- Luke's Premier Foods LLC (Princess Anne) and Jurgen Schwarz, associate professor, University of Maryland, Eastern Shore ($329,315): developing and testing a fixed, then mobile processing facility prototype for processing fresh heirloom tomatoes from Maryland farmers.
- Omic Biosystems Inc. (Rockville) and Mark Marten, professor, University of Maryland, Baltimore County ($182,880): validating a method for the detection of low abundance proteins in a more effective and more economical way, making it useful for basic antifungal agent research, as well as broader applications in discovery efforts in the pharmaceutical and biotechnology industries.
- Plant Sensory Systems LLC (Baltimore) and Nadim Alkharouf, associate professor, Towson University ($139,110): developing pest-resistant soybeans.
- Prasidiux LLC (Bowie) and Srinivasa Raghavan, associate professor, University of Maryland, College Park ($226,000): validating the operation of the company's Time-Temperature Indicators, which employ "smart polymer gel" materials to indicate exposure of freeze-sensitive products for ultimate use in the biopharmaceutical and food industries.
- Spessard Manufacturing LLC (Hagerstown) and Christopher Davis, professor, University of Maryland, College Park ($134,999): developing a simple, low-cost baseball electronic home plate that will detect and indicate the presence of a baseball passing over.
- Sustainable Systems Inc. (Frostburg) and Mohammed Eltayeb, assistant professor, Frostburg State University ($160,995): developing a prototype vertical-axis wind turbine with an innovative, active, aesthetically pleasing turbine design that is lower cost, lower noise, performs well in low and high winds, and is safer to people, birds and bats living around it, for deployment on residential and commercial buildings and cell phone communications towers, as well as utility-scale wind farms.
- Under Armour Inc. (Baltimore) and Jae Kun Shim, associate professor, University of Maryland, College Park ($206,400): conducting a biomechanical and physiological assessment of shod running and comparing the differences between traditional running shoes and newly designed low-inertia running shoes.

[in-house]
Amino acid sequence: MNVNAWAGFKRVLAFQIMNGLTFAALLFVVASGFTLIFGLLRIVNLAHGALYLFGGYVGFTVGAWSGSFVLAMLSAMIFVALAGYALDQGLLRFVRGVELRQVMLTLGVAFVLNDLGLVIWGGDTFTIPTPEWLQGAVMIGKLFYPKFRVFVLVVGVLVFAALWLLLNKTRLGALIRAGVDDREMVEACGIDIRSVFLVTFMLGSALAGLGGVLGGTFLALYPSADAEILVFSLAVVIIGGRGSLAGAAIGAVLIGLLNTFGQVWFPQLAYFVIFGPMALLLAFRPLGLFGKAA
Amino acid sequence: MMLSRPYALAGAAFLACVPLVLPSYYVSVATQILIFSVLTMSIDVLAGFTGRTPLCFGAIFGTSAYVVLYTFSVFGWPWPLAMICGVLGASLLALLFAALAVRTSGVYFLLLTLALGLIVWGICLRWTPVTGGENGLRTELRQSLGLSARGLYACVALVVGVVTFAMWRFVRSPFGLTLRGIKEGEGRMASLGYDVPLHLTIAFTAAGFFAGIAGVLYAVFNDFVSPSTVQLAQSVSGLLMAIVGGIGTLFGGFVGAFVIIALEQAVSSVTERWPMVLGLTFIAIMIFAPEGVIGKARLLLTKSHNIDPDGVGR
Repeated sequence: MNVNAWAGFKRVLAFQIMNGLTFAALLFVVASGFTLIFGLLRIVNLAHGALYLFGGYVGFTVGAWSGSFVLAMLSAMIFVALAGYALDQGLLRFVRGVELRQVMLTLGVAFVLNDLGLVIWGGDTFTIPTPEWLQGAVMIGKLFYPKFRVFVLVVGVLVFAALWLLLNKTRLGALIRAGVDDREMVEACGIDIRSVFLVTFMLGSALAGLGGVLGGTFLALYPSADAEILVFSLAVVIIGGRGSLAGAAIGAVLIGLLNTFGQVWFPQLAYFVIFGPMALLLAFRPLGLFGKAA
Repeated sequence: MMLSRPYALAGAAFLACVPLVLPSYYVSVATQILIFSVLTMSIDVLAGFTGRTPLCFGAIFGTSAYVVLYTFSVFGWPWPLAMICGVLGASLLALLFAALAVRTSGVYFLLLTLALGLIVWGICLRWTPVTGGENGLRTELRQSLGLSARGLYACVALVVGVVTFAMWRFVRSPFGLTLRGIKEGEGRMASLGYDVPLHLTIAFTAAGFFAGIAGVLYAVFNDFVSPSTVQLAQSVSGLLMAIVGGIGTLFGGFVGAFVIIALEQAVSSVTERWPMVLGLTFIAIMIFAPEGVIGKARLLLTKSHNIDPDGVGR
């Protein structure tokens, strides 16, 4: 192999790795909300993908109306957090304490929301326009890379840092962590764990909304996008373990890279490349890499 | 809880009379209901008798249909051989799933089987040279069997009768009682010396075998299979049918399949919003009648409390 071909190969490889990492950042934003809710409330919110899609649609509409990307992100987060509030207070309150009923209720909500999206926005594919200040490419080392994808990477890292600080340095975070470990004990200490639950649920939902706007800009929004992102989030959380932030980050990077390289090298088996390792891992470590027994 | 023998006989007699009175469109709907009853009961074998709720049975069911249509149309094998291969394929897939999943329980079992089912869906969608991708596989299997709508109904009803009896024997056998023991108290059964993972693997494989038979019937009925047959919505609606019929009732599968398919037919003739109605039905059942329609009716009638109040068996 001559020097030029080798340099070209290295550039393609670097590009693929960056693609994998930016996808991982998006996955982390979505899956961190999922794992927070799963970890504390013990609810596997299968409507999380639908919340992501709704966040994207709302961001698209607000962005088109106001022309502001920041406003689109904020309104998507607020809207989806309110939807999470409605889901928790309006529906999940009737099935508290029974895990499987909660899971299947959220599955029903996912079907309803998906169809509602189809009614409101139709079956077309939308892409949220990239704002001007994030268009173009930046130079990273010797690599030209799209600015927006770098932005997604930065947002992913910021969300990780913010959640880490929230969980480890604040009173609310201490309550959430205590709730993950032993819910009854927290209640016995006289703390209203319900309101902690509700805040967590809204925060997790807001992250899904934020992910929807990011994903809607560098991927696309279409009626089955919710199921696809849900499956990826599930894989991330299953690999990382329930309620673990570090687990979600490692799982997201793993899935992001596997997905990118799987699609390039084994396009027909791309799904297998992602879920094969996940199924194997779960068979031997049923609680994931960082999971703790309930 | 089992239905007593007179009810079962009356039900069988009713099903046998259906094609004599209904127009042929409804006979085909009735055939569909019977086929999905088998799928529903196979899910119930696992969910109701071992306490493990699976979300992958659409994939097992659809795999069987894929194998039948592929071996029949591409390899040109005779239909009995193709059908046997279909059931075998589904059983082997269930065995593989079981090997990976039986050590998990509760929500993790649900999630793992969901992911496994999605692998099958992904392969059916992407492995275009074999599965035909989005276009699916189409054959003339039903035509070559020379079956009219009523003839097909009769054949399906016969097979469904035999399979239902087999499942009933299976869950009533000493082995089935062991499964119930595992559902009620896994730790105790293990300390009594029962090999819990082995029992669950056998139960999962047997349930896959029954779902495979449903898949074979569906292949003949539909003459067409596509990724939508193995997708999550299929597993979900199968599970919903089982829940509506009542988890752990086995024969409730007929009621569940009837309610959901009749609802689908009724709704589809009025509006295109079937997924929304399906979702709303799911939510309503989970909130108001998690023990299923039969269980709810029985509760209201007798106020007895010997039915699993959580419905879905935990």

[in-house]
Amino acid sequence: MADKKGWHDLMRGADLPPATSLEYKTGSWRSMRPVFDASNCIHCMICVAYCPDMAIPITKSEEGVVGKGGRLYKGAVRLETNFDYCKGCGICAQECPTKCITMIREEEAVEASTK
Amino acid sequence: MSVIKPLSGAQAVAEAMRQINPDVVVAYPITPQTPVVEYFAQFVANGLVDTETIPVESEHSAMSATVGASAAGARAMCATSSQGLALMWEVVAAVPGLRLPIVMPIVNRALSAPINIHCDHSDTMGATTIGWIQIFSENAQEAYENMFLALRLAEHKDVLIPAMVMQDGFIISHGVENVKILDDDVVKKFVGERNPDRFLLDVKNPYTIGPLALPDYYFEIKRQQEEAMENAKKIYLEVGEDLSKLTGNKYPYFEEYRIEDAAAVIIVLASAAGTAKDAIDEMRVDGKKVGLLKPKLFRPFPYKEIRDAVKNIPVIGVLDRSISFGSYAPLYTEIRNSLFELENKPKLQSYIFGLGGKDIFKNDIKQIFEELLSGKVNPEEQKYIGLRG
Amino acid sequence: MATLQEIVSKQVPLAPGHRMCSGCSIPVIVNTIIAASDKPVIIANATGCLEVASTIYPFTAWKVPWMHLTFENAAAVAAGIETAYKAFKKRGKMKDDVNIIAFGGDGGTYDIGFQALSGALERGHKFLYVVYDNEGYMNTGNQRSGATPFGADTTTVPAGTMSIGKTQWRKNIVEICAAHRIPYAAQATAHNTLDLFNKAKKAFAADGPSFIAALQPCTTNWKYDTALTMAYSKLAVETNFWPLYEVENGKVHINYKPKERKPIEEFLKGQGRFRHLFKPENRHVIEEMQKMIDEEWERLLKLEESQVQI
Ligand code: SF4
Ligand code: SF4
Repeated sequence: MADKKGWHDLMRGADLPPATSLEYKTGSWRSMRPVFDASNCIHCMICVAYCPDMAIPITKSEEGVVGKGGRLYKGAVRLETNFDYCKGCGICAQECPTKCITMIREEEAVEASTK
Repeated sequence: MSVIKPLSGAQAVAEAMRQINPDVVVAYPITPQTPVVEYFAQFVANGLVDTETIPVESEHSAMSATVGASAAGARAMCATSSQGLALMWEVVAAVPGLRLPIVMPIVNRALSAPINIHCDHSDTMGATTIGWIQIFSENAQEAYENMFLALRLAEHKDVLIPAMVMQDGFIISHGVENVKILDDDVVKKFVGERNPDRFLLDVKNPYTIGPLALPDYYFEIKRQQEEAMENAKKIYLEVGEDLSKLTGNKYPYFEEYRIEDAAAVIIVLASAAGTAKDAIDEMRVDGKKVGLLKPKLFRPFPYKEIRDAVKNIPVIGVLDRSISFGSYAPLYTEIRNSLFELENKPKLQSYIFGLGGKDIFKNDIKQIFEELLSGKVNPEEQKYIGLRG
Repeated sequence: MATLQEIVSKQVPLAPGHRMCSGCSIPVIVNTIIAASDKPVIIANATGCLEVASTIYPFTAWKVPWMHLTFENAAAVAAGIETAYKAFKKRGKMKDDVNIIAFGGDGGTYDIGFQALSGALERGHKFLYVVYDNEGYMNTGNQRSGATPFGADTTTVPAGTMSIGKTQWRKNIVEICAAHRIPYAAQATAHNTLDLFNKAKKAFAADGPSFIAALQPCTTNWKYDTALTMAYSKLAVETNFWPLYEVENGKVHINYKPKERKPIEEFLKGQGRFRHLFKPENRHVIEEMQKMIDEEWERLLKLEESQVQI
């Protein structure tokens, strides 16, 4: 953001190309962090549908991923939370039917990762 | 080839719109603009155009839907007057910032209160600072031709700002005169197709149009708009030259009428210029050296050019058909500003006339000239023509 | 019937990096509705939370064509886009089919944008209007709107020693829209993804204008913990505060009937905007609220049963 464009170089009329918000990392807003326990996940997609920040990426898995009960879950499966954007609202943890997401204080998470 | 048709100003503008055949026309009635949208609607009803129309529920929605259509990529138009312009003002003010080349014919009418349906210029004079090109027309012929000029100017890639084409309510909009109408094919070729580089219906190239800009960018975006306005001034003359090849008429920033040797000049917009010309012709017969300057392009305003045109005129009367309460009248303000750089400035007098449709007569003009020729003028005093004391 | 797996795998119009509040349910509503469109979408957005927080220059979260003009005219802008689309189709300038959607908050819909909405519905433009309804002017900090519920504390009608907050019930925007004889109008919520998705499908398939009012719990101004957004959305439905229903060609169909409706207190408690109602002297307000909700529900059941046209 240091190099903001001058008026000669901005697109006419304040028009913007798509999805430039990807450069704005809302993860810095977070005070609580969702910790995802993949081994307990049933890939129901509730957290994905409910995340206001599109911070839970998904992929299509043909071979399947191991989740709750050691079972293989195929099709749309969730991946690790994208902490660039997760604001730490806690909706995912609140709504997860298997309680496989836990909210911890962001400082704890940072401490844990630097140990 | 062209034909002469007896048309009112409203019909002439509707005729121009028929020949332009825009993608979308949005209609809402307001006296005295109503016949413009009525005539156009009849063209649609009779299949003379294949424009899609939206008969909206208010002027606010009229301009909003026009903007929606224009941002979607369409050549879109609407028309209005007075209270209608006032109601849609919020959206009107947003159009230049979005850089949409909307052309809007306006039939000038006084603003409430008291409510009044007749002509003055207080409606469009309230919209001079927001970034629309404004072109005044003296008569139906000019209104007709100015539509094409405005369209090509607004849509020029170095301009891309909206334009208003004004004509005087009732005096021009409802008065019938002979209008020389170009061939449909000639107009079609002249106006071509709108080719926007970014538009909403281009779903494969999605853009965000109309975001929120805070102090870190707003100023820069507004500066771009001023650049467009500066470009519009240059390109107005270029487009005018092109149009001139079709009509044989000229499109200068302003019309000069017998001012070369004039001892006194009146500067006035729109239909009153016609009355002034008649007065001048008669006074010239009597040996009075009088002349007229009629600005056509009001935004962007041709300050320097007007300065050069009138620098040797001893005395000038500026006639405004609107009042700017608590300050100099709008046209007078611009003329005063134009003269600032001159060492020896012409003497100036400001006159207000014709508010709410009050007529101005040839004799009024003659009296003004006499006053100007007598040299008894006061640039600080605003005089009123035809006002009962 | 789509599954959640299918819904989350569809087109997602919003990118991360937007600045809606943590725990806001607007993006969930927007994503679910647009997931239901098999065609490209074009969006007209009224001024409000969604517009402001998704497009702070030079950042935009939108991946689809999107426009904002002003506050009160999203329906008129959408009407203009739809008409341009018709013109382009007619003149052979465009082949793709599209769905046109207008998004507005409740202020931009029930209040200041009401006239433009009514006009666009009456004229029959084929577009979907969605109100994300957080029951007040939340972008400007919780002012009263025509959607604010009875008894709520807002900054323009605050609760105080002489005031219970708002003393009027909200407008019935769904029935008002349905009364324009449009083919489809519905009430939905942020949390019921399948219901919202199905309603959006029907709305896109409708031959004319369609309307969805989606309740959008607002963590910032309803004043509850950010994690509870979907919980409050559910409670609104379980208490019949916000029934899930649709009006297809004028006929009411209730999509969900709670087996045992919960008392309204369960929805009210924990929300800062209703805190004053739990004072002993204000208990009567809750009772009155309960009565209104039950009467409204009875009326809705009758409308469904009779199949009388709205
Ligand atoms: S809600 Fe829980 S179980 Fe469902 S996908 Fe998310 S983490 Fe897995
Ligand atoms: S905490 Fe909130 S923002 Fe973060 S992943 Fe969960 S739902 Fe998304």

This is the 49th round of MIPS funding. Companies participating are from the following regions:
- Three are in Baltimore;
- Three are in Howard County;
- Three are in western Maryland;
- Two are in Montgomery County;
- Two are on the Eastern Shore; and
- One each is in Towson, Bowie, and Frederick.
Seven of the projects will take place at the University of Maryland, College Park, while two each will launch at the University of Maryland, Baltimore, the University of Maryland, Eastern Shore, and Frostburg State University. The University of Maryland, Baltimore County, Towson University, and the University of Maryland Center for Environmental Science are hosting one project each.
Blockbuster products developed by Maryland companies have benefitted from MIPS, including Martek Biosciences' nutritional oils, Hughes Communications' HughesNet™, MedImmune's Synagis®, Black & Decker's Bullet® Speed Tip Masonry Drill Bit, WellDoc's mobile diabetes management platform, and CSA Medical's diseased-tissue ablation device. Products with MIPS projects have generated more than $23.6 billion in revenue and added thousands of jobs to the region.
MIPS has supported research projects with more than 500 different Maryland companies since 1987.
Projects are subject to final contract negotiations.
About the Maryland Industrial Partnerships (MIPS) Program (www.mips.umd.edu)
MIPS, an initiative of the Maryland Technology Enterprise Institute (Mtech), supports university-based research projects to help Maryland companies develop technology-based products. Commercial products benefiting from MIPS projects have generated more than $23.6 billion in revenue, added thousands of jobs to the region, and contributed to successful products such as Martek Biosciences' nutritional oils, Hughes Communications' HughesNet™, MedImmune's Synagis®, and Black & Decker's Bullet® Speed Tip Masonry Drill Bit.
SOURCE University of Maryland